USS Shark was an older Porpoise class submarine n December 7, 1941. Launched in 1935, she had been in Manila for a full year when the Japanese attacked Manila harbor just hours after laying waste to Pearl. Like most of the submarines, she survived the attack, and left on patrol the next day. Like Swordfish, Shark was recalled to Manila to evacuate Manila personnel, in this case, Admiral Thomas Hart, Commander in Chief of the Asiatic Fleet.
Her career after this, was sadly, very short. So short, in fact, that no record of her War Patrol Reports is found at HNSA, which lists and carries all submarine War Patrol Reports from WWII. So it appears that after December 8, 1941, Shark was never in port at a Sub Base long enough to file her war patrol reports, and sank with all of her records. Without this record in her own words, we can only speculate about her movements.
On January 6, 1942, Shark radioed home saying she narrowly missed a torpedo dropped by a Japanese submarine. After observing Ambon Islands in theMoluccas, she headed north on the Molucca Passage, on her way to join a pack of submarines patrolling the area, as the Japanese worked their way quickly south.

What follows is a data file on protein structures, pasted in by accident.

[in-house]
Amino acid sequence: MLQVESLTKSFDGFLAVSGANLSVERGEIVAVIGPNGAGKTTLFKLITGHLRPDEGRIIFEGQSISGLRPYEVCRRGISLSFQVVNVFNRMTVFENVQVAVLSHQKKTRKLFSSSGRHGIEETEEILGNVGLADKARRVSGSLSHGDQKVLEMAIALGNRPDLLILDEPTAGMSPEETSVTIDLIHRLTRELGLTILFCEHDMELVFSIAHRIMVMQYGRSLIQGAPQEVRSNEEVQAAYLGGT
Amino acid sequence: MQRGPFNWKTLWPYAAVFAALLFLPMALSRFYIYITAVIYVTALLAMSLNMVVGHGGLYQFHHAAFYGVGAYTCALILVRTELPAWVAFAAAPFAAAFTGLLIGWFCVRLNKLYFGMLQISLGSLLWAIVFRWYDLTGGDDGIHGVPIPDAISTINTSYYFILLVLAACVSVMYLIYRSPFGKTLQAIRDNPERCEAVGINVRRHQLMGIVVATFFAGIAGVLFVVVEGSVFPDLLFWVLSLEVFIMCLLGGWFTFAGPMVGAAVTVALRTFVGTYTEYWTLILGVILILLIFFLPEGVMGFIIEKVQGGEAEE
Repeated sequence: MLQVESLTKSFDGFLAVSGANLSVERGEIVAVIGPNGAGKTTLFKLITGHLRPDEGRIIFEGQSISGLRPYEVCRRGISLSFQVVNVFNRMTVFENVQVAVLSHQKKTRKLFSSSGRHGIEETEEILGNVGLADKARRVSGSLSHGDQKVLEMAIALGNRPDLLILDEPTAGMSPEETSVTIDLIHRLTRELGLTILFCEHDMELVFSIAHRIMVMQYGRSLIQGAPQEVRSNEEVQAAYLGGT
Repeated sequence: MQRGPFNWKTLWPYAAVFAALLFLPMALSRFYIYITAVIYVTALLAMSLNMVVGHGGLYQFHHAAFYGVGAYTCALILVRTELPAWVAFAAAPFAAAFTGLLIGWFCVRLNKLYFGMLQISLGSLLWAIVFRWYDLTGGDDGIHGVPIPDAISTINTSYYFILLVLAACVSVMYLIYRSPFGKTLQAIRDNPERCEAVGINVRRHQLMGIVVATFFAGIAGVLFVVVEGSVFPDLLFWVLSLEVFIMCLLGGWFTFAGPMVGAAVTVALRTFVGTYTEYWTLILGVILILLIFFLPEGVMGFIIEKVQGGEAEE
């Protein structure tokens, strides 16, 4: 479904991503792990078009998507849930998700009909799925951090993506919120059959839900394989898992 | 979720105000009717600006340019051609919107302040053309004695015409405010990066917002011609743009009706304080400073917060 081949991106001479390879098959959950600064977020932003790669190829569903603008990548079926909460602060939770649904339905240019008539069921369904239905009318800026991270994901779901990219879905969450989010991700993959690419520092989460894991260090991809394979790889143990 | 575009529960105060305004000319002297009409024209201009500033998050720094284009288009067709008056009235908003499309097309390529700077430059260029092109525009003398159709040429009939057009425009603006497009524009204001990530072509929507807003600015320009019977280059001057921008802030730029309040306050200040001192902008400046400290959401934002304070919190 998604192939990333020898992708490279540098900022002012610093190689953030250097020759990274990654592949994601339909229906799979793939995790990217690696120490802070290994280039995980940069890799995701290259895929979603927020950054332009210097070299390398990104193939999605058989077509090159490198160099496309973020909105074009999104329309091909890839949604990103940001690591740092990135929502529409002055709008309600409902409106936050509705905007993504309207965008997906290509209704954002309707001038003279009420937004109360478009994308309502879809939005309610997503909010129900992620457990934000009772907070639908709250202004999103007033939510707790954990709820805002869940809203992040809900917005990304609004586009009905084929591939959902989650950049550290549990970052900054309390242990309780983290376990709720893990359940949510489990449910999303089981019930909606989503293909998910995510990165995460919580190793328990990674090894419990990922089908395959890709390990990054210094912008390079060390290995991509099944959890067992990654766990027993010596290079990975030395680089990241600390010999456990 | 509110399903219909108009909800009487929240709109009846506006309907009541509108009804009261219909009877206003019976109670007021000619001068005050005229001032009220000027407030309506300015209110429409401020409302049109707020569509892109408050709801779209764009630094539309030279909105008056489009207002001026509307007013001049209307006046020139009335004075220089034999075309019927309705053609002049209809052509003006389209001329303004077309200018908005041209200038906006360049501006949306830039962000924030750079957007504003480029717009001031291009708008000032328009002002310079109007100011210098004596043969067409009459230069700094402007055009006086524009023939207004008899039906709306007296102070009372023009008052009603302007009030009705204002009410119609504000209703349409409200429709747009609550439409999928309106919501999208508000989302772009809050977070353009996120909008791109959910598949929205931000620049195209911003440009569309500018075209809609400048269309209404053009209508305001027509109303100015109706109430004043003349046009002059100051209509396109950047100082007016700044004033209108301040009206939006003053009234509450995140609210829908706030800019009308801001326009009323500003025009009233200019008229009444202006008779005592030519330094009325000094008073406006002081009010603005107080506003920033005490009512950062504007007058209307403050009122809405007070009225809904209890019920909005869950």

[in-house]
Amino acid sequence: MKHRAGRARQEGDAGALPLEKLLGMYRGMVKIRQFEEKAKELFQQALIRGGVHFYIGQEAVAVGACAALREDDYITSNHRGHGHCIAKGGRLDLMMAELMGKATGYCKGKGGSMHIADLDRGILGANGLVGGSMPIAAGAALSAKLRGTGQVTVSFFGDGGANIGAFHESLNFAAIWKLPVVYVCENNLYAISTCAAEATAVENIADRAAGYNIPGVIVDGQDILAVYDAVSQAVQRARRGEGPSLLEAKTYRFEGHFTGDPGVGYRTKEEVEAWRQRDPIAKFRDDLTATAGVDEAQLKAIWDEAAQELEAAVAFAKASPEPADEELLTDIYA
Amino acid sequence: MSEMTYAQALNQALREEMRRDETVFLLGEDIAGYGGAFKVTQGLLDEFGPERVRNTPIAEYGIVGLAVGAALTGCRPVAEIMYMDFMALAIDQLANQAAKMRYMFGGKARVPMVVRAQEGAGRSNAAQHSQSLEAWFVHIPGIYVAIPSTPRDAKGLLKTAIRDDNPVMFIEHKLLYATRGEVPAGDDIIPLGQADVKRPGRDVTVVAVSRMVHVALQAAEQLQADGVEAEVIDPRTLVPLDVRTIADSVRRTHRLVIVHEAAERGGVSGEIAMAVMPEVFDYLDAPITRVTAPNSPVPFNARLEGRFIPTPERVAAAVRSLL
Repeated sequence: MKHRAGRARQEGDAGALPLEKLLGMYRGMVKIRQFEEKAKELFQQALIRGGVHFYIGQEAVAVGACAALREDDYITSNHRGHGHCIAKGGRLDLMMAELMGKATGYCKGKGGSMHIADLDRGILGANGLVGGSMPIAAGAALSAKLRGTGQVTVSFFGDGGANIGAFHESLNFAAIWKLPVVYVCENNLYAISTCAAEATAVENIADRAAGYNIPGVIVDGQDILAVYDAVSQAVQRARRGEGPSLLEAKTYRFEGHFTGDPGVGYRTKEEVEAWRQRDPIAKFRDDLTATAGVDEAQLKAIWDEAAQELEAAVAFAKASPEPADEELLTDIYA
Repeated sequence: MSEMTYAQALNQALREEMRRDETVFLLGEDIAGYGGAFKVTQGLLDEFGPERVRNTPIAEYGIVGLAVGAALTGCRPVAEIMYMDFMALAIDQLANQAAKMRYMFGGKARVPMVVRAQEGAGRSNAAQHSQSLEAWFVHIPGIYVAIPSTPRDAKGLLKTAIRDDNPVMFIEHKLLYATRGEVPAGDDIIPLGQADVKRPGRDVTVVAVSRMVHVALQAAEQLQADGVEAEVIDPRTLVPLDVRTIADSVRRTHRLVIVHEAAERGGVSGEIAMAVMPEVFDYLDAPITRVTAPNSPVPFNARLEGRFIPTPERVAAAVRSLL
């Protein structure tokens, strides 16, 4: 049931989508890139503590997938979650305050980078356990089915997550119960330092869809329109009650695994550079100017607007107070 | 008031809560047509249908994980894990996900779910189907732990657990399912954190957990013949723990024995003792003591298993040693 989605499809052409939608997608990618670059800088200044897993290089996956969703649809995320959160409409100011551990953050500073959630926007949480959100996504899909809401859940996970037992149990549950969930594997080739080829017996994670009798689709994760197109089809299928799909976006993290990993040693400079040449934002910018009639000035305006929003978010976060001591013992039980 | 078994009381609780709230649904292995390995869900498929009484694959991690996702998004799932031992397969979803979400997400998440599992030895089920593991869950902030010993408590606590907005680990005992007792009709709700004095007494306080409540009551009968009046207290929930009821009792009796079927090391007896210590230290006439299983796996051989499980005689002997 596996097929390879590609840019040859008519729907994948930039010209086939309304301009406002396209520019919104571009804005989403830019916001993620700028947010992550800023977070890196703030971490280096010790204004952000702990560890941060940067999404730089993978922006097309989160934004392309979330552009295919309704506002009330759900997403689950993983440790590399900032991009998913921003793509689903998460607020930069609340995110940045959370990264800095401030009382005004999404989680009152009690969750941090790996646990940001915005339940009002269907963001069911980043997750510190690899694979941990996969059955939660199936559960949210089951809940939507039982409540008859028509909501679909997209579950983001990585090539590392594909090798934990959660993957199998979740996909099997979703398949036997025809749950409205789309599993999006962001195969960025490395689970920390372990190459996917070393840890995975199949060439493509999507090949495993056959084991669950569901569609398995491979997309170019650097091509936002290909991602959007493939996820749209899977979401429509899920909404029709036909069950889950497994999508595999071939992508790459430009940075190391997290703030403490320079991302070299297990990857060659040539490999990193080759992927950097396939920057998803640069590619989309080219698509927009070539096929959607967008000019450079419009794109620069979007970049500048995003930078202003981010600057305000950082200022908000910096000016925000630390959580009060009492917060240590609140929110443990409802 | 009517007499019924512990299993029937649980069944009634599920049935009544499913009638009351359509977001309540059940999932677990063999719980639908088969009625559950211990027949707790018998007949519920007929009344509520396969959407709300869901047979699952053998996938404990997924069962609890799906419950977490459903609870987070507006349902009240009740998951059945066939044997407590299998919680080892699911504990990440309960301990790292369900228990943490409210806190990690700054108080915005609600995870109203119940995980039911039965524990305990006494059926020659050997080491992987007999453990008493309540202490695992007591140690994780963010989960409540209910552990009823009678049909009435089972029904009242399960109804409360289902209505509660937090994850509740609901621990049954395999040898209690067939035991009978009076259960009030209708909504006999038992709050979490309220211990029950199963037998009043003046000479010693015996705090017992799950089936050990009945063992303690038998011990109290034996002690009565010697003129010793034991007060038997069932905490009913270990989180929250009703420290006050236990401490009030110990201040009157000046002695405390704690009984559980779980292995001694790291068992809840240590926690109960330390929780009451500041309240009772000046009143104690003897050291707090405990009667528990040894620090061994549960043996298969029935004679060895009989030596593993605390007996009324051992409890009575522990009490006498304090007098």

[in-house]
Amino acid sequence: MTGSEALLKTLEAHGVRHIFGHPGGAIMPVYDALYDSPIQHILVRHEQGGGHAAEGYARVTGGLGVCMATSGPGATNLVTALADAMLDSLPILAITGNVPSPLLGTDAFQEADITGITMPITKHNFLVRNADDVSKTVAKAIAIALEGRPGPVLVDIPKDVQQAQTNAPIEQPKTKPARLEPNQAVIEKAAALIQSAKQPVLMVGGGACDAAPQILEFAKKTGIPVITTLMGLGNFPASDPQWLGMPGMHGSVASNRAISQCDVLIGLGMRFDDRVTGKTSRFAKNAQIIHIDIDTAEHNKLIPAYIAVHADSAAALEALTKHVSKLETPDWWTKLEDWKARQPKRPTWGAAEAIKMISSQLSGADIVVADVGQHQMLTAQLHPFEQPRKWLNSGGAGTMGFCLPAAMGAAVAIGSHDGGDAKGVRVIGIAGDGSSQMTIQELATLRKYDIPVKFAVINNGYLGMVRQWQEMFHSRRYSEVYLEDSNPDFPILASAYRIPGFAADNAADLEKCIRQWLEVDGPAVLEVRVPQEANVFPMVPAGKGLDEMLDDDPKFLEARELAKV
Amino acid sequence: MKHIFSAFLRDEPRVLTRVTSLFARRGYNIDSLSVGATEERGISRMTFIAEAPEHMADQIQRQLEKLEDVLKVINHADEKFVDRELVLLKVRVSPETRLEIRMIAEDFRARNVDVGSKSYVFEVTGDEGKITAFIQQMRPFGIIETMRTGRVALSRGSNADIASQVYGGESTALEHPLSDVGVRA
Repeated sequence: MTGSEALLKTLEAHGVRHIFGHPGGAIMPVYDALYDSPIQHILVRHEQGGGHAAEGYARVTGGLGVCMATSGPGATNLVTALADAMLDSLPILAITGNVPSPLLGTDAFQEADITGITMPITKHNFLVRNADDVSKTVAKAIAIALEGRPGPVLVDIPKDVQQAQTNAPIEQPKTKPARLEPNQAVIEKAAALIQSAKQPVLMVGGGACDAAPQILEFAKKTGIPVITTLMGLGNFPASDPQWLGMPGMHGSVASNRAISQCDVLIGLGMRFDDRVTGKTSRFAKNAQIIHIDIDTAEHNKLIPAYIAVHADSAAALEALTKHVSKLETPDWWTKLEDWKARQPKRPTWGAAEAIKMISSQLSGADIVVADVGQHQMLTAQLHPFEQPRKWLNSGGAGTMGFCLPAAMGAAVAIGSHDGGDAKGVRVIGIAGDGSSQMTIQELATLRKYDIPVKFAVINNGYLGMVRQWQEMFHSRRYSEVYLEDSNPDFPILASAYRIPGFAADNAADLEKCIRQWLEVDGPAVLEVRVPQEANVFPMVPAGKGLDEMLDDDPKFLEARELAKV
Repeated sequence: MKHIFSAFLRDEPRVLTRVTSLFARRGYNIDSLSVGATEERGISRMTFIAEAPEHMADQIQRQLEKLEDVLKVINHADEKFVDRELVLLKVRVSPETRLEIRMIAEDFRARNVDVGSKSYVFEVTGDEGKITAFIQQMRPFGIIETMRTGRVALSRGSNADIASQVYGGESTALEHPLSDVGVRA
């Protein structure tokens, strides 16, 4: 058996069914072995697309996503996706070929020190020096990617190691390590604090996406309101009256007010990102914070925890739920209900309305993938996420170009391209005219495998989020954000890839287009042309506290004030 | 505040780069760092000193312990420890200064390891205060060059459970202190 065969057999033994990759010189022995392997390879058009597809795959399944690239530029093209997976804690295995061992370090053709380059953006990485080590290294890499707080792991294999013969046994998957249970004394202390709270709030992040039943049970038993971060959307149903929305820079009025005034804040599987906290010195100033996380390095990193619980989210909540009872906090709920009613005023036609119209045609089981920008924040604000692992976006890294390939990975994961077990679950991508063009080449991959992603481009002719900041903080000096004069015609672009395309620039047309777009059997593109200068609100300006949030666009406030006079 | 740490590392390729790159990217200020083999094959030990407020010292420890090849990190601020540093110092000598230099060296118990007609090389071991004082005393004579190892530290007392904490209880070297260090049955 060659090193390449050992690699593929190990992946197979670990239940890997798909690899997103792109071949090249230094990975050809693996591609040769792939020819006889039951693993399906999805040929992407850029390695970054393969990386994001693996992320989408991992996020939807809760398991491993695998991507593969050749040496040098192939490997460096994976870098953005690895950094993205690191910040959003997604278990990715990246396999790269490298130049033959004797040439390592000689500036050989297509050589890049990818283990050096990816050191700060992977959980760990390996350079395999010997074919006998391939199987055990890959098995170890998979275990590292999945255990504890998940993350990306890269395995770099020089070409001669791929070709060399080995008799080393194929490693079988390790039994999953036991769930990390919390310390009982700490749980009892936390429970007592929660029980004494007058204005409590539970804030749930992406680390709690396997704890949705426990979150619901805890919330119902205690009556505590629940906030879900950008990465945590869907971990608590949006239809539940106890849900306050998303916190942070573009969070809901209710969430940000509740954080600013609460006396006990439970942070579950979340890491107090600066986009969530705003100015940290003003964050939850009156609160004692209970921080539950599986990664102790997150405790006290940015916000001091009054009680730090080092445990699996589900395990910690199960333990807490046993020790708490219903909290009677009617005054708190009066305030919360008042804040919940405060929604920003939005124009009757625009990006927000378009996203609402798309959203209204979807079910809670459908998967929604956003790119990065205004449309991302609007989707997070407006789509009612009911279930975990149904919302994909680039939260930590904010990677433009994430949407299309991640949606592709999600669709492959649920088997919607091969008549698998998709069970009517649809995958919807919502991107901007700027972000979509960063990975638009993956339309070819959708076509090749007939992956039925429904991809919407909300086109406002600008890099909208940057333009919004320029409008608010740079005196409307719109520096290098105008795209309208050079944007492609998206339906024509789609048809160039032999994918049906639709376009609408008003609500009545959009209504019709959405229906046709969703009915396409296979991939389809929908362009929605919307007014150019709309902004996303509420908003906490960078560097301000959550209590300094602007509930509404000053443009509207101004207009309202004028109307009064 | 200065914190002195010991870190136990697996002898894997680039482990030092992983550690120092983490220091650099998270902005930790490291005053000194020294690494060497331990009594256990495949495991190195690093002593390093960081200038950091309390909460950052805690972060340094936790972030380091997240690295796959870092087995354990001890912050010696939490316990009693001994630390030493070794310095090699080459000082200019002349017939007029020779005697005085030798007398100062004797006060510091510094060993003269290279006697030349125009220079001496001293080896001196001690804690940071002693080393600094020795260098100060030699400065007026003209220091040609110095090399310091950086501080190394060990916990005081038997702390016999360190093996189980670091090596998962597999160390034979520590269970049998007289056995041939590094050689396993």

February 2, she reported to Java that she’d been depth-charged, and missed a Japanese ship. Febrary 7, she radioed in, reporting chasing an empty cargo vessel. According to Clay Blair Jr.’s book, “Silent Victory: the US Submarine War against Japan.”, Admiral John Wilkes, coordinating and commanding the submarines from Java, upbraided Hart for breaking radio silence for a report on an empty cargo ship.
It was the last radio message from the Shark.
The next day, February 8, Shark was ordered to to proceed to Makkassar Strait. She never responded. She was ordered to respond. And didn’t. On March 18, the Navy released the following Communique:
Navy Department Communiqué No. 57, March 18, 1942
The U. S. submarine Shark has been overdue in the Far East for more than a month and must be presumed to be lost. The next of kin of the personnel of the Shark have been notified.
During the month of December, the U. S. submarine Sealion which was under extensive overhaul at Cavite, was so damaged as to necessitate her demolition to prevent her use by the enemy in the event of capture.
After the war, Japanese records revealed a number of attacks on the 11th, 17th and 21st of February. There were many English and Dutch submarines in addition to American subs, which may have been attacked, so until the Shark is discovered, it’s impossible to connect any particular date with her demise.
In her honor, Shark was honored with a little sister, Shark (II), SS-314. Shark (II) commissioned 14 February 1944. Serving three patrols, she shared her older sister’s fate. Another, nuclear submarine, Shark (III) SSN-591 was named in both their honors. Shark (III) thankfully, seemed to escape her sister’s fate.
The Shark (I) sleeps with 59 souls.
Rest in Peace.